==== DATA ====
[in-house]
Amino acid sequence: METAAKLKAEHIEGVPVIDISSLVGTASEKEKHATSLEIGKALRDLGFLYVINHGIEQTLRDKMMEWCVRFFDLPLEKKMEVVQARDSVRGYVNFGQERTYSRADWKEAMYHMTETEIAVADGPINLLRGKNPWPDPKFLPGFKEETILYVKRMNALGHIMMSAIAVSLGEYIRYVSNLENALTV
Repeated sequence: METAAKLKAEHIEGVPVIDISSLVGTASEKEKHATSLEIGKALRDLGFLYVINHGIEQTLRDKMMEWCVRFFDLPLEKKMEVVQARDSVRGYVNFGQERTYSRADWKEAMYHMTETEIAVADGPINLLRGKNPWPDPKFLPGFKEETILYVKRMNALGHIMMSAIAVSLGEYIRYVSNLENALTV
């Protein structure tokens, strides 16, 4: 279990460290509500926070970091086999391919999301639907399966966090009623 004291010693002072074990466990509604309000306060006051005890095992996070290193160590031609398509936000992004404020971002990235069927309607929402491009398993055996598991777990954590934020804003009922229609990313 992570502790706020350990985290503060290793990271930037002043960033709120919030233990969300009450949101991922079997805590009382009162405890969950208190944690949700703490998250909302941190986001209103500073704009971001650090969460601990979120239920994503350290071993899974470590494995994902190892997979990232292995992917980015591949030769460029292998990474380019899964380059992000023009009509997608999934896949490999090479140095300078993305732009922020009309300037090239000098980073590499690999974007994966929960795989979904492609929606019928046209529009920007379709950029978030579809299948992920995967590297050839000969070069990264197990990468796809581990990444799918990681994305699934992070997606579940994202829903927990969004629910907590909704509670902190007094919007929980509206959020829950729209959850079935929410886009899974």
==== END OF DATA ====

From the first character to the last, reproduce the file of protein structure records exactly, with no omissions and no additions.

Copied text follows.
[in-house]
Amino acid sequence: METAAKLKAEHIEGVPVIDISSLVGTASEKEKHATSLEIGKALRDLGFLYVINHGIEQTLRDKMMEWCVRFFDLPLEKKMEVVQARDSVRGYVNFGQERTYSRADWKEAMYHMTETEIAVADGPINLLRGKNPWPDPKFLPGFKEETILYVKRMNALGHIMMSAIAVSLGEYIRYVSNLENALTV
Repeated sequence: METAAKLKAEHIEGVPVIDISSLVGTASEKEKHATSLEIGKALRDLGFLYVINHGIEQTLRDKMMEWCVRFFDLPLEKKMEVVQARDSVRGYVNFGQERTYSRADWKEAMYHMTETEIAVADGPINLLRGKNPWPDPKFLPGFKEETILYVKRMNALGHIMMSAIAVSLGEYIRYVSNLENALTV
């Protein structure tokens, strides 16, 4: 279990460290509500926070970091086999391919999301639907399966966090009623 004291010693002072074990466990509604309000306060006051005890095992996070290193160590031609398509936000992004404020971002990235069927309607929402491009398993055996598991777990954590934020804003009922229609990313 992570502790706020350990985290503060290793990271930037002043960033709120919030233990969300009450949101991922079997805590009382009162405890969950208190944690949700703490998250909302941190986001209103500073704009971001650090969460601990979120239920994503350290071993899974470590494995994902190892997979990232292995992917980015591949030769460029292998990474380019899964380059992000023009009509997608999934896949490999090479140095300078993305732009922020009309300037090239000098980073590499690999974007994966929960795989979904492609929606019928046209529009920007379709950029978030579809299948992920995967590297050839000969070069990264197990990468796809581990990444799918990681994305699934992070997606579940994202829903927990969004629910907590909704509670902190007094919007929980509206959020829950729209959850079935929410886009899974």